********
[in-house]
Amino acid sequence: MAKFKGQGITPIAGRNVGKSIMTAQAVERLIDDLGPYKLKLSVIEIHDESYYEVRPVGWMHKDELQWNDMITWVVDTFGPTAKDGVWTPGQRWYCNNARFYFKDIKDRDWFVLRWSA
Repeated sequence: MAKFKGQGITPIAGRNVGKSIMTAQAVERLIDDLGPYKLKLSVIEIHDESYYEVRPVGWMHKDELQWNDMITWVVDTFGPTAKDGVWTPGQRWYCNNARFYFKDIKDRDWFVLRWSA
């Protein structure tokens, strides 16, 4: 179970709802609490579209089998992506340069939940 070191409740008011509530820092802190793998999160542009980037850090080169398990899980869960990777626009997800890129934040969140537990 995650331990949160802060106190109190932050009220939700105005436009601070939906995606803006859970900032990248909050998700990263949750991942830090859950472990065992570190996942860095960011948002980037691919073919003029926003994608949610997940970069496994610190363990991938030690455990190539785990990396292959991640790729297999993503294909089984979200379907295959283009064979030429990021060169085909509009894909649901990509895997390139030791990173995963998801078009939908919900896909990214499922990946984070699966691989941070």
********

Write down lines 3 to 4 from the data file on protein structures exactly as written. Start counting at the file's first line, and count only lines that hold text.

Repeated sequence: MAKFKGQGITPIAGRNVGKSIMTAQAVERLIDDLGPYKLKLSVIEIHDESYYEVRPVGWMHKDELQWNDMITWVVDTFGPTAKDGVWTPGQRWYCNNARFYFKDIKDRDWFVLRWSA
């Protein structure tokens, strides 16, 4: 179970709802609490579209089998992506340069939940 070191409740008011509530820092802190793998999160542009980037850090080169398990899980869960990777626009997800890129934040969140537990 995650331990949160802060106190109190932050009220939700105005436009601070939906995606803006859970900032990248909050998700990263949750991942830090859950472990065992570190996942860095960011948002980037691919073919003029926003994608949610997940970069496994610190363990991938030690455990190539785990990396292959991640790729297999993503294909089984979200379907295959283009064979030429990021060169085909509009894909649901990509895997390139030791990173995963998801078009939908919900896909990214499922990946984070699966691989941070």